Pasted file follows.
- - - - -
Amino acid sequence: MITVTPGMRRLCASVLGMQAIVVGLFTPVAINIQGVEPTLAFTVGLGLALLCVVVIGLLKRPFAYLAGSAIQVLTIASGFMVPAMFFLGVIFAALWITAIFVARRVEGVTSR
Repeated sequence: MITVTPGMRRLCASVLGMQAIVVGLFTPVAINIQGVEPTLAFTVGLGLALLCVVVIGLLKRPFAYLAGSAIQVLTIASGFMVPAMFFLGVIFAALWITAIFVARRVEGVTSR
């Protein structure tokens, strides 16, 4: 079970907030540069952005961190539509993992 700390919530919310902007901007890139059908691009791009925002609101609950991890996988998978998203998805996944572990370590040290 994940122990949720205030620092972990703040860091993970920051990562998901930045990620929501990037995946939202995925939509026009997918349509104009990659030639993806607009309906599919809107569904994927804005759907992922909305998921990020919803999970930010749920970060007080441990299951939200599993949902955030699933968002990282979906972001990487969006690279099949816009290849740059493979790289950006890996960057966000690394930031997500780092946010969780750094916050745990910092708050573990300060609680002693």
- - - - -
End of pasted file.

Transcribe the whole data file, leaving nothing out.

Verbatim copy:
Amino acid sequence: MITVTPGMRRLCASVLGMQAIVVGLFTPVAINIQGVEPTLAFTVGLGLALLCVVVIGLLKRPFAYLAGSAIQVLTIASGFMVPAMFFLGVIFAALWITAIFVARRVEGVTSR
Repeated sequence: MITVTPGMRRLCASVLGMQAIVVGLFTPVAINIQGVEPTLAFTVGLGLALLCVVVIGLLKRPFAYLAGSAIQVLTIASGFMVPAMFFLGVIFAALWITAIFVARRVEGVTSR
């Protein structure tokens, strides 16, 4: 079970907030540069952005961190539509993992 700390919530919310902007901007890139059908691009791009925002609101609950991890996988998978998203998805996944572990370590040290 994940122990949720205030620092972990703040860091993970920051990562998901930045990620929501990037995946939202995925939509026009997918349509104009990659030639993806607009309906599919809107569904994927804005759907992922909305998921990020919803999970930010749920970060007080441990299951939200599993949902955030699933968002990282979906972001990487969006690279099949816009290849740059493979790289950006890996960057966000690394930031997500780092946010969780750094916050745990910092708050573990300060609680002693």